Paracord (Parachute cord) is a cheap, yet important piece of gear that everyone should carry in their pack. It has a multitude of different uses, far too many to list in this review, but a few that stand out are lashing together shelter poles, making a ridge line for a tarp, and separating the small inner strands from the outer sheathing to make snares, traps or even fishing line. For a more in-depth writeup about the history and uses for paracord, check out this excellent article by Scott Wickham at WoodsMonkey.com called "The Many Uses of Paracord."
One thing I've noticed recently is a decrease in the quality of paracord sold at both online and brick and mortar retail stores. In particular, the sheathing seems to be flimsier than what I've seen in the past.
I'm by no means an expert on paracord, but I've been carrying it in my kit since the 1980s, so I know what quality paracord is when I see it. Finding good paracord has become more difficult lately, so it was a great relief when our new sponsor LifeView Outdoors sent us some high quality paracord to review for our "Made in the USA" series. It was genuine MIL-C-5040H Type III certified 550 paracord.
To give an idea of what low-quality paracord looks like compared to the stiffer, higher quality Mil-Spec stuff that LifeView sells, I took the comparison shots below. The orange paracord was bought from a well-known internet seller of survival supplies, while the coyote brown cord is the LifeView Outdoors US made Mil-Spec paracord. Note how the orange paracord is more flat than round. It's because the sheathing is flimsier and lower-quality.
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LifeView also provided us with a copy of a test report that's included with each of their orders, showing just how thoroughly this paracord is actually tested.
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We were also sent a 100 ft spool of Type I "micro-paracord" that comes from the same manufacturer. This paracord has a break strength of 100lbs vs 550lbs for the larger Type III paracord. It's smaller size and lighter weight make it a great choice for ultra-lite packs or to stash in tiny places where the larger 550 cord might not fit.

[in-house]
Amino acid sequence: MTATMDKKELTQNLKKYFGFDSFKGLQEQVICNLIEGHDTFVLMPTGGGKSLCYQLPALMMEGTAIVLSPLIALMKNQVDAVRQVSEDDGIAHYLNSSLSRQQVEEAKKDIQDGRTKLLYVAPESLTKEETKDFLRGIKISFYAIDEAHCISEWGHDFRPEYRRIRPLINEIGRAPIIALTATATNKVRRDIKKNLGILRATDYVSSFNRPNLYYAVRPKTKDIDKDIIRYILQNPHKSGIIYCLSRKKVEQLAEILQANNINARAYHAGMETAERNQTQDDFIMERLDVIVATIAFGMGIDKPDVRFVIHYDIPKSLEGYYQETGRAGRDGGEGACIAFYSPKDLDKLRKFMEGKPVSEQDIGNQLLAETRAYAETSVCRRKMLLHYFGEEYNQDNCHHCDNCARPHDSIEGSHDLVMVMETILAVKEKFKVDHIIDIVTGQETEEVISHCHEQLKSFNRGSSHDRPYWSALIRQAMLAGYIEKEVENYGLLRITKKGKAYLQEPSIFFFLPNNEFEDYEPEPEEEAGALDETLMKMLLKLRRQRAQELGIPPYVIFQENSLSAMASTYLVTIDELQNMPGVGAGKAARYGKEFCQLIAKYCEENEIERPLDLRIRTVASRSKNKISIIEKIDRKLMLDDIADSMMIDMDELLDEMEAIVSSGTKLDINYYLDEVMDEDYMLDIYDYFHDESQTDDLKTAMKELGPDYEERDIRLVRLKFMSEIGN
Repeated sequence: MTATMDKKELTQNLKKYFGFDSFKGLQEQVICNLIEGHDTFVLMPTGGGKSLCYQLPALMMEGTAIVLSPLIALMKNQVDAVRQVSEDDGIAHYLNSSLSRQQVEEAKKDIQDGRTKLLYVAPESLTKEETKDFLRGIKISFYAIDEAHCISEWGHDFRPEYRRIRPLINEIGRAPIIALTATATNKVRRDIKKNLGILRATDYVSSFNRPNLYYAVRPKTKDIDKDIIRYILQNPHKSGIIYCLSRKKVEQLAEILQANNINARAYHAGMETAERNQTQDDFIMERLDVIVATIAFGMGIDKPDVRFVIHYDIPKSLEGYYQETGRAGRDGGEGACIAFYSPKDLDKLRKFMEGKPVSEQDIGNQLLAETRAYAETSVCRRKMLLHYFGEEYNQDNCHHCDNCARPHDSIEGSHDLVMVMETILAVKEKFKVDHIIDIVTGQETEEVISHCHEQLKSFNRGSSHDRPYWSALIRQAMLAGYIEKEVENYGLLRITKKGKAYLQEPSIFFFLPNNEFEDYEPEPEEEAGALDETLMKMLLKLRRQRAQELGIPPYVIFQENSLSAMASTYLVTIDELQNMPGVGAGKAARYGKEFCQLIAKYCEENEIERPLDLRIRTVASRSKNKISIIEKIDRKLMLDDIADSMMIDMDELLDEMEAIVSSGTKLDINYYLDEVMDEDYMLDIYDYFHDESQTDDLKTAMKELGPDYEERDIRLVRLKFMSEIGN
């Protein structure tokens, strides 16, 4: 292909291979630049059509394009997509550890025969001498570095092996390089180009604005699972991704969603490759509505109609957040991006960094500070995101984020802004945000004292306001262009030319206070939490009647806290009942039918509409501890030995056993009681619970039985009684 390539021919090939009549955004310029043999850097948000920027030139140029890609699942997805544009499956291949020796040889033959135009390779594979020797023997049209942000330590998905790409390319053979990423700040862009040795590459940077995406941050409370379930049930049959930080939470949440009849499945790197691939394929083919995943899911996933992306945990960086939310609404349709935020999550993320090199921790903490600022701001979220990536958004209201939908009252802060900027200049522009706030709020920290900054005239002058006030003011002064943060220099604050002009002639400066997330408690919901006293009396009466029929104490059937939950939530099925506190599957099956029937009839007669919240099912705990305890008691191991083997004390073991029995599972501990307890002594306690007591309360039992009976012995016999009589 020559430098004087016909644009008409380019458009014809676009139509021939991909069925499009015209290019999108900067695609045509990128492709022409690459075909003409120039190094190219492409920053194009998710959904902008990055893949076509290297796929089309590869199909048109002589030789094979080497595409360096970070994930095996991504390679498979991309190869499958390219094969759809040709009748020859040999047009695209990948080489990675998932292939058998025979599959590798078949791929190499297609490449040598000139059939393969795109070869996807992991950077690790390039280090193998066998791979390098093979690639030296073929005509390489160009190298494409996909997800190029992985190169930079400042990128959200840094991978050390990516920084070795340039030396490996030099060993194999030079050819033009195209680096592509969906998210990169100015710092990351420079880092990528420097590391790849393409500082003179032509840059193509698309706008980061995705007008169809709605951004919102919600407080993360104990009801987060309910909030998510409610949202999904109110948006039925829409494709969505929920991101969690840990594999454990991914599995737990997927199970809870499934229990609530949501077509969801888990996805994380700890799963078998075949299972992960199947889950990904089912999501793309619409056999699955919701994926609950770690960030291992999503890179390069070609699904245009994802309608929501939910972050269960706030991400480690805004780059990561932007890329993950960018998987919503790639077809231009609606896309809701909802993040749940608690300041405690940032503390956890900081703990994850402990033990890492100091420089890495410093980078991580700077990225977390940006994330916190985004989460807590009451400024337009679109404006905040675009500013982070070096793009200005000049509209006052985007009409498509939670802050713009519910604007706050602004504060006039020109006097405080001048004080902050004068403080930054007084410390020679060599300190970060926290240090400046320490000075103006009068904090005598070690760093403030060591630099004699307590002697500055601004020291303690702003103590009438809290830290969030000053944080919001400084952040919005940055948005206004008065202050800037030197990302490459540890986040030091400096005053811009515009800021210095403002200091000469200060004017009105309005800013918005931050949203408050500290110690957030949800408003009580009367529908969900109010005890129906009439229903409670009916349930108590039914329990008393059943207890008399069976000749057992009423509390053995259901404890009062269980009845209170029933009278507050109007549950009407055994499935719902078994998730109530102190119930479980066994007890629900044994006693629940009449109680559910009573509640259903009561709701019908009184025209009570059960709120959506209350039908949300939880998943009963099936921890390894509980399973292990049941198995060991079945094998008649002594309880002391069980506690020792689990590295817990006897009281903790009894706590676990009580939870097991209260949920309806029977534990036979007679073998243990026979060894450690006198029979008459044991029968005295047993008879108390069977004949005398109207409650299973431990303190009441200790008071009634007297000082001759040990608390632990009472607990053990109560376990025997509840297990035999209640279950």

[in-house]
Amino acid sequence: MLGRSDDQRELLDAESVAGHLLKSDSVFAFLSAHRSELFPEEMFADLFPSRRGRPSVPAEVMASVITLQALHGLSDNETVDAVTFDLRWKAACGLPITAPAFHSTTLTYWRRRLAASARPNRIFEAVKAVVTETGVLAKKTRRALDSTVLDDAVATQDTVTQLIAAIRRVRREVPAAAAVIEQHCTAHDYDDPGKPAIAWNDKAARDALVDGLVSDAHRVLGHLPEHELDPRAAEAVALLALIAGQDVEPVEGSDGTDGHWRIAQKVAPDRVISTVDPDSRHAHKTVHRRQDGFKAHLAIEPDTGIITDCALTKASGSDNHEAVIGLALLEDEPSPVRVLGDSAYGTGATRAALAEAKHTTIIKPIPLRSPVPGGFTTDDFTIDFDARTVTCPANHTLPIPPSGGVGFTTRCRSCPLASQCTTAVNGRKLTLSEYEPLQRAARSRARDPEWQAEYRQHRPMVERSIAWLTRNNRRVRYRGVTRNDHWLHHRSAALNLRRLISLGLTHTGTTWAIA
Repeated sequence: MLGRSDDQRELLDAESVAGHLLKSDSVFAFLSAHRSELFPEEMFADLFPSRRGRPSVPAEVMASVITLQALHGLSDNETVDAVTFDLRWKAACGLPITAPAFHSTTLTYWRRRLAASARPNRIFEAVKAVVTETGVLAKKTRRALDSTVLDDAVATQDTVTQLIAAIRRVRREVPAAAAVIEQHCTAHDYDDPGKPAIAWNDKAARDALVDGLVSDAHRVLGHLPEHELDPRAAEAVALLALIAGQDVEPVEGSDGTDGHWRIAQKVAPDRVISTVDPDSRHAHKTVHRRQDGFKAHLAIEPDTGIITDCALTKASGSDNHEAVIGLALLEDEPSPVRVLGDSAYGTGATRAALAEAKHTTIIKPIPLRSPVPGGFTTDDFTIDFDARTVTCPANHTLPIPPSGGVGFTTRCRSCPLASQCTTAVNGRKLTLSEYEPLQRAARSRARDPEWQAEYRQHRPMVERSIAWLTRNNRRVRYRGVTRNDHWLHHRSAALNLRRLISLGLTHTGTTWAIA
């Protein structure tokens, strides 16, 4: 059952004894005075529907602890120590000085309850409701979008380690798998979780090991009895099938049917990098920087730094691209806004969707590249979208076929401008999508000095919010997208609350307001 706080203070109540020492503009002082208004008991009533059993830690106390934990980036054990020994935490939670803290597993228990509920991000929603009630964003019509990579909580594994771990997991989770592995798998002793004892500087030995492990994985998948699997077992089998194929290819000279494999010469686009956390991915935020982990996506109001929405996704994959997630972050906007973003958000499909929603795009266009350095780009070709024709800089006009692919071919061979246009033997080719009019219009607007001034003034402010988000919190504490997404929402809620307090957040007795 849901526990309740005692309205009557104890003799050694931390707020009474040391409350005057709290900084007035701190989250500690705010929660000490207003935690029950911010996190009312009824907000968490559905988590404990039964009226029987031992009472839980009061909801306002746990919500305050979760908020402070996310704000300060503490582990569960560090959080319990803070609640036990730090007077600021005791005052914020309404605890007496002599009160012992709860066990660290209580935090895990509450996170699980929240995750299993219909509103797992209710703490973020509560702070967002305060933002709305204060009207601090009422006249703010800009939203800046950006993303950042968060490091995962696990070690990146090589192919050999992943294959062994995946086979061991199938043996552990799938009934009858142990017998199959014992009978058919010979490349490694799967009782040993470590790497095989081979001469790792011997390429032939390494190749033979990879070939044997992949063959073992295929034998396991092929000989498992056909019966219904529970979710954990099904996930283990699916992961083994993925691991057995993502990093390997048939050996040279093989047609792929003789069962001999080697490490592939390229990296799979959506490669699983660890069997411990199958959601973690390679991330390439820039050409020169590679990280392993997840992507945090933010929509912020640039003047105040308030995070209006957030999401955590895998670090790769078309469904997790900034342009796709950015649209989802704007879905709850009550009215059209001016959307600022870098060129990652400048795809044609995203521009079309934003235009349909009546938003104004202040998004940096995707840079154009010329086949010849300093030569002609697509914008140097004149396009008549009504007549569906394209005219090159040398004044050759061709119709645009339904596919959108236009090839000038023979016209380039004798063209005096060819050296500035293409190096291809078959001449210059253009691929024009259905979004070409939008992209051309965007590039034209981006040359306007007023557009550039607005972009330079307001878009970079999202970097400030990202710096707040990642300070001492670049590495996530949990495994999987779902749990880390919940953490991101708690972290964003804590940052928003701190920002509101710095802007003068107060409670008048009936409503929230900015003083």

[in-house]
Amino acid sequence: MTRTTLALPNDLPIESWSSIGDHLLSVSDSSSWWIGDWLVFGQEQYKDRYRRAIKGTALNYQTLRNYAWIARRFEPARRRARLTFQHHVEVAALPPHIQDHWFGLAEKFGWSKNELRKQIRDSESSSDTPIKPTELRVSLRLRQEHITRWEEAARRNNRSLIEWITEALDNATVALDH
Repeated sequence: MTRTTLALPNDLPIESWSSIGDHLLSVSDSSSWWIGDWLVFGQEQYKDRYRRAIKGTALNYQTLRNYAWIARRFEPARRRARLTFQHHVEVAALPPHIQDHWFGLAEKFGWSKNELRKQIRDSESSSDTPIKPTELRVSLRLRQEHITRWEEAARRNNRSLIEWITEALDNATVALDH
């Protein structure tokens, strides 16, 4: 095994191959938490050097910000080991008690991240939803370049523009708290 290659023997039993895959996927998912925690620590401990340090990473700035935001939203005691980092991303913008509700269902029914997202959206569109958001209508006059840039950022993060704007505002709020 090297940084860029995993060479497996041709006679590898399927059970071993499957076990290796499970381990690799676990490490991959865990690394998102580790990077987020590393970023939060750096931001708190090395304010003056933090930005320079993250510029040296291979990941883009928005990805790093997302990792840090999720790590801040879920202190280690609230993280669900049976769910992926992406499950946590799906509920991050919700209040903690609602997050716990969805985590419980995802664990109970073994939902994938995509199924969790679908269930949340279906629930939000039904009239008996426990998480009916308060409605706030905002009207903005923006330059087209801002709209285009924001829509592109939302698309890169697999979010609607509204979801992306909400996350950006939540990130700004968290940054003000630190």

A nice trick with the Type I micro-paracord is to cut up an old credit card, punch a small hole in one end and use it as a spool to hold the cord for your survival kit.
So if you're tired of the flimsy, low quality paracord being foisted on hapless bushcrafters, check out LifeView's high quality, certified mil-spec paracord. It's affordable and you can find it at the links below. Don't skimp on quality, your life may depend on it some day.
To buy certified LifeView Outdoors Mil-Spec Type I micro-paracord, visit www.lifeviewoutdoors.com/hiking-and-camping-gear/cordage-tape-and-accessories/type-1-paracord-mil-c-5040.html
To buy certified LifeView Outdoors Mil-Spec Type III 550 paracord, visit www.lifeviewoutdoors.com/hiking-and-camping-gear/cordage-tape-and-accessories/mil-spec-550-paracord.html
About the author
Jason Schwartz is the founder and senior editor of Rocky Mountain Bushcraft. He is a former Red Cross certified Wilderness & Remote First Aid Instructor, and has taught bushcraft and wilderness survival techniques to the Boy Scouts of America, interned with the US Forest Service, and studied wilderness survival, forestry and wildland firefighting at Colorado Mountain College in Leadville, Colorado. Jason has also written for magazines such as The New Pioneer and Backpacker, including writing the "Tinder Finder" portion of Backpacker's "Complete Guide to Fire," which won a 2015 National Magazine Award (NMA). Email him at rockymountainbushcraft @ hotmail.com (without spaces)